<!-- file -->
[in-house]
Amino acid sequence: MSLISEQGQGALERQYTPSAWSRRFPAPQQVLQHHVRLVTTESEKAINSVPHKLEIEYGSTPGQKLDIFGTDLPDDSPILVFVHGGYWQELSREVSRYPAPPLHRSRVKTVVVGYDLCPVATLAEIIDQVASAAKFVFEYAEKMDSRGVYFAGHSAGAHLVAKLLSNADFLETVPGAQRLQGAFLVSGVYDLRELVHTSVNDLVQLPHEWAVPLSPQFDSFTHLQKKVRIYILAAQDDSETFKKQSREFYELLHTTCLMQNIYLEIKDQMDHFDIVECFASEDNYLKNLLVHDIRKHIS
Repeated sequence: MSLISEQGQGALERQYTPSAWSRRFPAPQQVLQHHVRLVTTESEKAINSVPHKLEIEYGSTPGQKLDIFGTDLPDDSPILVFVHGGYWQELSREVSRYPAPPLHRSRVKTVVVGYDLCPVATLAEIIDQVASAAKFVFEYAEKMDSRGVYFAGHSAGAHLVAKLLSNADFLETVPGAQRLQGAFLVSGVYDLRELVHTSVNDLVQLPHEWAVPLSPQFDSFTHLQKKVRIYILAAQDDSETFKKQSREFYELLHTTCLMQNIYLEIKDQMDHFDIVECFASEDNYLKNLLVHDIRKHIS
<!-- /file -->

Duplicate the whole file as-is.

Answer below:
[in-house]
Amino acid sequence: MSLISEQGQGALERQYTPSAWSRRFPAPQQVLQHHVRLVTTESEKAINSVPHKLEIEYGSTPGQKLDIFGTDLPDDSPILVFVHGGYWQELSREVSRYPAPPLHRSRVKTVVVGYDLCPVATLAEIIDQVASAAKFVFEYAEKMDSRGVYFAGHSAGAHLVAKLLSNADFLETVPGAQRLQGAFLVSGVYDLRELVHTSVNDLVQLPHEWAVPLSPQFDSFTHLQKKVRIYILAAQDDSETFKKQSREFYELLHTTCLMQNIYLEIKDQMDHFDIVECFASEDNYLKNLLVHDIRKHIS
Repeated sequence: MSLISEQGQGALERQYTPSAWSRRFPAPQQVLQHHVRLVTTESEKAINSVPHKLEIEYGSTPGQKLDIFGTDLPDDSPILVFVHGGYWQELSREVSRYPAPPLHRSRVKTVVVGYDLCPVATLAEIIDQVASAAKFVFEYAEKMDSRGVYFAGHSAGAHLVAKLLSNADFLETVPGAQRLQGAFLVSGVYDLRELVHTSVNDLVQLPHEWAVPLSPQFDSFTHLQKKVRIYILAAQDDSETFKKQSREFYELLHTTCLMQNIYLEIKDQMDHFDIVECFASEDNYLKNLLVHDIRKHIS